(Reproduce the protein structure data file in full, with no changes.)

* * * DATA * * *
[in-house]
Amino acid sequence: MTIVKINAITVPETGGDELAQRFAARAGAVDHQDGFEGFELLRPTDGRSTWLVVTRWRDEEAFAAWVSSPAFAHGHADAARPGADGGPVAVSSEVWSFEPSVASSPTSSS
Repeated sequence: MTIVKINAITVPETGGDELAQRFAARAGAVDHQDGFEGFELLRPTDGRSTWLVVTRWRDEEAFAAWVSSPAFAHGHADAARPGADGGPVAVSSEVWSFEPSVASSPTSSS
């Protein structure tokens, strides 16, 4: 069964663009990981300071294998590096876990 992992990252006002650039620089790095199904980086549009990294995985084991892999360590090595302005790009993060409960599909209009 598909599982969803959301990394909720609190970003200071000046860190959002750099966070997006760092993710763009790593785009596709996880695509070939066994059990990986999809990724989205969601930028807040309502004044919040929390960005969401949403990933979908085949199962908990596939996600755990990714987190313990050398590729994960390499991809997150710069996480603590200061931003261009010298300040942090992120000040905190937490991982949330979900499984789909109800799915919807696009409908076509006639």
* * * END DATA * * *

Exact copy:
[in-house]
Amino acid sequence: MTIVKINAITVPETGGDELAQRFAARAGAVDHQDGFEGFELLRPTDGRSTWLVVTRWRDEEAFAAWVSSPAFAHGHADAARPGADGGPVAVSSEVWSFEPSVASSPTSSS
Repeated sequence: MTIVKINAITVPETGGDELAQRFAARAGAVDHQDGFEGFELLRPTDGRSTWLVVTRWRDEEAFAAWVSSPAFAHGHADAARPGADGGPVAVSSEVWSFEPSVASSPTSSS
């Protein structure tokens, strides 16, 4: 069964663009990981300071294998590096876990 992992990252006002650039620089790095199904980086549009990294995985084991892999360590090595302005790009993060409960599909209009 598909599982969803959301990394909720609190970003200071000046860190959002750099966070997006760092993710763009790593785009596709996880695509070939066994059990990986999809990724989205969601930028807040309502004044919040929390960005969401949403990933979908085949199962908990596939996600755990990714987190313990050398590729994960390499991809997150710069996480603590200061931003261009010298300040942090992120000040905190937490991982949330979900499984789909109800799915919807696009409908076509006639």